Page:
By Michael E. Miller
By Ryan Yousefi
By Kyle Munzenrieder
By Sabrina Rodriguez
By Michael E. Miller
By Carlos Suarez De Jesus
By Luther Campbell
By Kyle Munzenrieder
Why let a little torture stand in the way of cold cash? Great article by Kirk Nielsen on selling cattle to Cuba ("Cows to Cuba," April 8). It appears that Mr. John Parke Wright IV, like many other capitalists, does not mind profiteering from the Western Hemisphere's oldest tinhorn dictatorship. I guess the fact that many of its citizens have had close encounters with a cattle prod in those numerous Cuban jails is of little importance to him, especially when the price is right.
I wonder if Wright would have considered selling cattle to South Africa when apartheid was still in effect.
Enough of the old agenda, let's try something new: Bravo to Kirk Nielsen for exposing the other side of the Cuba trade issue. If each of us swallowed our Cuban pride a bit and took a trip back to Cuba at least once or twice a year, as John Parke Wright suggested, there might be some improvement and a personal change of perspective.
Castro has shown time and time again that he will not change. So where does that leave those masses of people indoctrinated by his regime, people who have seen nothing else? As a young American woman born of a Cuban family, I thank Mr. Wright for not falling into the agenda of an older Cuban generation that is so full of ego and pain they've ceased to pay attention to human rights and instead view the denial of basic needs as a legitimate means of combating the Castro regime. Instead of getting on a political soapbox, we need to help the people of Cuba person-to-person.
It's time to bypass the politicians: Some months ago Kirk Nielsen and I had discussions on the reopening of economic relations between the United States and the Republic of Cuba, in the context of U.S. law and Florida's historical trade and cultural relationships with our Cuban friends to the south. His story "Cows to Cuba" has further opened my eyes to the need for human kindness and special understanding of the feelings and needs of Cubans in Cuba today, as well as their families and friends in Florida. With this inspiration I have returned to Cuba for further agricultural negotiations and to attend Mass on Easter Sunday with friends.
Cuba and Florida stand so close and yet are divided by resentments and anger. Our prayers today at the Catedral de la Habana were for peace, understanding, and loving care for each other. The ravages of a failed "blockade" and the misery brought by politicians and their egos can make me angry and sad. This is now about the welfare of people, not politicians.
Thanks to Kirk Nielsen and New Times for bringing attention to the opportunity for a peaceful change of heart in our own back yard. In these times, good deeds speak louder than any words, and so as a Floridian and friend of Cuba, I will sail on across the Gulf Stream, in the face of any storm, political or otherwise.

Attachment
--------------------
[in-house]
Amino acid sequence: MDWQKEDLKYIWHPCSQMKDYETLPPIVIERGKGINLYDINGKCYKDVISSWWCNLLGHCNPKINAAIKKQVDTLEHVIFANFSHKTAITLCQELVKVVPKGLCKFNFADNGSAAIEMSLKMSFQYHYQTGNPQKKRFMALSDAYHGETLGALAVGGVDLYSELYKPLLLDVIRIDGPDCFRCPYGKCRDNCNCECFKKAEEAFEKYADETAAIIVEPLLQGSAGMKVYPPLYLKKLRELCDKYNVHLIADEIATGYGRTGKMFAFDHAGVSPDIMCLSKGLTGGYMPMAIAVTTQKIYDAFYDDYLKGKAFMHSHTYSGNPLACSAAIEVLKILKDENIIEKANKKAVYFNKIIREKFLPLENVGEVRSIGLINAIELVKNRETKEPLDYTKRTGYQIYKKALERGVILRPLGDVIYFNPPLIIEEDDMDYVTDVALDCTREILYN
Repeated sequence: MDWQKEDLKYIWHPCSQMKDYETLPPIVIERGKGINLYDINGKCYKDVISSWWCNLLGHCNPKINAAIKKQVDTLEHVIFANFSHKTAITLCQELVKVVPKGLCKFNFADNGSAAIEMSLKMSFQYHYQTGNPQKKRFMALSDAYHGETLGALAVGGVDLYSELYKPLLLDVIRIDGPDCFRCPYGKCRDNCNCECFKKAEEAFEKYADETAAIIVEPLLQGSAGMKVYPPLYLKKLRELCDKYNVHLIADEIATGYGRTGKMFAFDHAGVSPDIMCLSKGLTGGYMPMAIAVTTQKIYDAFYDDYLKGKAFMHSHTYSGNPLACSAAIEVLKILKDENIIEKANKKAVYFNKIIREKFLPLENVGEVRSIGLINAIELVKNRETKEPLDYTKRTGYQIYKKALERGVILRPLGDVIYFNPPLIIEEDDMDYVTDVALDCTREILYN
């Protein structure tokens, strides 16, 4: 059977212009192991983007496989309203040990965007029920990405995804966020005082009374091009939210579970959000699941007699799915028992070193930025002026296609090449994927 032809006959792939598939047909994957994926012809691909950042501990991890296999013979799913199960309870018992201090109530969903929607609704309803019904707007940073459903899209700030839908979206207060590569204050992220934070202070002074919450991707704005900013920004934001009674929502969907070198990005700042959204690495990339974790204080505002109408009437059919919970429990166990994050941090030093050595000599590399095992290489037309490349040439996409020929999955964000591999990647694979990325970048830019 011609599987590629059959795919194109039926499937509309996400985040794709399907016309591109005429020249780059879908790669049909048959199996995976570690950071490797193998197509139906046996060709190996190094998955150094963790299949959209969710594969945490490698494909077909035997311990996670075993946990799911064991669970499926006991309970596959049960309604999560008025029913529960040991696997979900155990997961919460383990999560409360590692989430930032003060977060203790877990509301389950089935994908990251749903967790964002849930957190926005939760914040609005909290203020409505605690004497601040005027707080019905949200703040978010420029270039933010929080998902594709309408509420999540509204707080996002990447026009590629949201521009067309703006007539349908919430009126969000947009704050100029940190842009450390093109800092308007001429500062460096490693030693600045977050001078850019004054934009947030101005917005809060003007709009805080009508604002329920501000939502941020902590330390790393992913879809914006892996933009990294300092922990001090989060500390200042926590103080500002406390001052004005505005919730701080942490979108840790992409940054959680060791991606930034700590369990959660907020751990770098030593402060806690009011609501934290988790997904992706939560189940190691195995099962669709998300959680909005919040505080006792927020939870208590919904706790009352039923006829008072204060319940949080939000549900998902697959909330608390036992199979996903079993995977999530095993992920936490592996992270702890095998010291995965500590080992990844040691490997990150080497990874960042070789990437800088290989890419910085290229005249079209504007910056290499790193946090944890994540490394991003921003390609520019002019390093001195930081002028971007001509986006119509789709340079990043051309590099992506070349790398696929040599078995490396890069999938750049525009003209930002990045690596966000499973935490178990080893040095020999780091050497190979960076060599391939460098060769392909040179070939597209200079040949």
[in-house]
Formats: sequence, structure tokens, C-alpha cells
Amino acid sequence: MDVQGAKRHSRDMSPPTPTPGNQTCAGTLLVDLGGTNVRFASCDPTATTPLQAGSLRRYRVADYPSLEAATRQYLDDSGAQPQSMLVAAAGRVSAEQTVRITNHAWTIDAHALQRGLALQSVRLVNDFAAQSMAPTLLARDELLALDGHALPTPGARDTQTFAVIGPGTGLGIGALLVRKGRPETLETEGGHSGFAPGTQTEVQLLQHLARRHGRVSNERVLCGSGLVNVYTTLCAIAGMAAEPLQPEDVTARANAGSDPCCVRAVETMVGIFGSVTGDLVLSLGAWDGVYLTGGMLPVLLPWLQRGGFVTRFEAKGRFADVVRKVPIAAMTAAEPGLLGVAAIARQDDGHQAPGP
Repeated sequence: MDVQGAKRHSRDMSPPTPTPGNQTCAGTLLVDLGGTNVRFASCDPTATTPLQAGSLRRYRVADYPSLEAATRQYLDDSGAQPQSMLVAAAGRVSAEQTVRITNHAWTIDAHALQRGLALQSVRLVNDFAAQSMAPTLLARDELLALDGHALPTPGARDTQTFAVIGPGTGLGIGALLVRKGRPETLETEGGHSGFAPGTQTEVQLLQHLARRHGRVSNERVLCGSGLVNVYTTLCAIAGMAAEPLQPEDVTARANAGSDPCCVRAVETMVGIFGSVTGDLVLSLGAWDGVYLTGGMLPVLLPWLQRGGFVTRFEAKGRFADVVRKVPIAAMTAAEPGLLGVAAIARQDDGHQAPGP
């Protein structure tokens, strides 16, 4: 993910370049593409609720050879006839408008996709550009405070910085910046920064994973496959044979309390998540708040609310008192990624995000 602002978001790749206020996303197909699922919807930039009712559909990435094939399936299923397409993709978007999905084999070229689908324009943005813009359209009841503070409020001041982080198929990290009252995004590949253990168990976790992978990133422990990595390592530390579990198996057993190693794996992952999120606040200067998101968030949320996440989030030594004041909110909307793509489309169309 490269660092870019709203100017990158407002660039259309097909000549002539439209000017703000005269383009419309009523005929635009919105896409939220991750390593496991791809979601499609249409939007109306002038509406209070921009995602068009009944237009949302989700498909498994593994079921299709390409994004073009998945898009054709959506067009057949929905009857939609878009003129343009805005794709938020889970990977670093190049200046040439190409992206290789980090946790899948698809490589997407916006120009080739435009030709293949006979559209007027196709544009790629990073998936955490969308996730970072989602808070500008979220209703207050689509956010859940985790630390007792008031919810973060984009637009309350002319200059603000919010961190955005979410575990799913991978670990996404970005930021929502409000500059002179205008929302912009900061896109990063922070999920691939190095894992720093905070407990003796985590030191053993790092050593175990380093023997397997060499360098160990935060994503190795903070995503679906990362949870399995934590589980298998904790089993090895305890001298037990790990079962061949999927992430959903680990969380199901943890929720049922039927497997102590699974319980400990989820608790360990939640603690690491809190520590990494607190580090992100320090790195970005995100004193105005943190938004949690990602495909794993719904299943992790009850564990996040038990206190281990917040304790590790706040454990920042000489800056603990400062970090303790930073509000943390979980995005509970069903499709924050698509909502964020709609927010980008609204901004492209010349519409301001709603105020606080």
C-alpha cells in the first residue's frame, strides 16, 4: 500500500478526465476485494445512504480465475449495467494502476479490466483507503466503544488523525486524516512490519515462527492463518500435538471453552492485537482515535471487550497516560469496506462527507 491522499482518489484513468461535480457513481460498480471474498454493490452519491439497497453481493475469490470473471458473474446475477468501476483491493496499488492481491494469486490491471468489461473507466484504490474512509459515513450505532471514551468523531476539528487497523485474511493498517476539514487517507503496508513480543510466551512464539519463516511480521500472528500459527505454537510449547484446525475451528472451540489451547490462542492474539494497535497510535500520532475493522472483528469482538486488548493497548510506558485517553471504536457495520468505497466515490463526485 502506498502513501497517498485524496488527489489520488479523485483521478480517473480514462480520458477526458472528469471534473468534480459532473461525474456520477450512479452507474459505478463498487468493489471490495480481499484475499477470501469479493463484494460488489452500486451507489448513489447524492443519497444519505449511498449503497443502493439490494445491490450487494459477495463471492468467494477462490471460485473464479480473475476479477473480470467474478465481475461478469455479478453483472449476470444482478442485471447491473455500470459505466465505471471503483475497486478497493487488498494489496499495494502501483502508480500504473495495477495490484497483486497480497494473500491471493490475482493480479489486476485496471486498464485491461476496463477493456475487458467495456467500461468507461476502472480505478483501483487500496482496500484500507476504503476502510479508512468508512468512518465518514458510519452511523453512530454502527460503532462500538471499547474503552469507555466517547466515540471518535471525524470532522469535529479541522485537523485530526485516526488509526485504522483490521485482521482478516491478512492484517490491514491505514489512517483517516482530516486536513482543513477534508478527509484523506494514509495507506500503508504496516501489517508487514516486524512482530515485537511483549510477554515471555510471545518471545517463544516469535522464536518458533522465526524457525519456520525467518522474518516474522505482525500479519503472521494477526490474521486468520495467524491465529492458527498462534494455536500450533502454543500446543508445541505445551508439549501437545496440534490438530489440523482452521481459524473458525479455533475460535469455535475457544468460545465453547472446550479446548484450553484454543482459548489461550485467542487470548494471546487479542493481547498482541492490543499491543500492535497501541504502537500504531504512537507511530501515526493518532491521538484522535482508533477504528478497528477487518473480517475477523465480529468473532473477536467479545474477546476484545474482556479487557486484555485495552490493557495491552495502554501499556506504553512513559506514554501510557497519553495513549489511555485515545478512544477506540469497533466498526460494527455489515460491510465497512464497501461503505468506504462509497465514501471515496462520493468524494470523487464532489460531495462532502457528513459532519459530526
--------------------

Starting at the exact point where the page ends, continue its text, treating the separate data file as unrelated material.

John Parke Wright
Editor's note: Owing to reporting errors in Kirk Nielsen's article "Cows to Cuba," the following facts were misstated: President Bill Clinton, not George W. Bush, signed the Trade Sanctions Reform and Export Enhancement Act of 2000. Also Cuban agricultural officials and veterinary specialists did not visit Florida this past January. The trip was postponed because of concerns surrounding mad cow disease. New Timesregrets the errors.
Their moral arrogance is stifling: Great article in "The Bitch" column about Daniel Fila and Erin ("Ass Good As It Gets," April 8). My wife, my child, and I drove by the painting every day and found it very enjoyable -- bold and refreshing. It is great to see urban-style paintings done in a classy and tasteful manner.
As a society we've come to a sensitive place (or maybe we've always been here) where people are scared to death to talk to their children about anything that is even slightly uncomfortable. It saddens me that the arts are stifled by a few close-minded individuals who deem their morals and standards to be the law we should all follow. The individuals who covered Daniel Fila's painting with their "blank" graffiti are just as criminal as those who defile our road signs, walls, and fences.
But you'll see -- it's really an art project: Regarding "Dark Obsession" by Humberto Guida ("BuzzIn," April 8), Nicodemus Hammil is my friend, albeit a weird one. (I have always enjoyed the company of bizarre characters.) Carmel Ophir is also a good friend, and he's not weird at all, which shows that I'm open to all kinds of people.
As a friend I have asked Nicodemus and Anitra Warren to drop this nonsense against Carmel and crobar and get on with their lives, but to no avail. Whatever real or imagined thing the club or Carmel did to them, it is not enough to justify the obsession, the anger, the harassment. They've told me their grievances over and over again, and the whole thing is so lame I can't even remember exactly what it is. It doesn't make sense. But then again, one should not expect Nicodemus to be reasonable.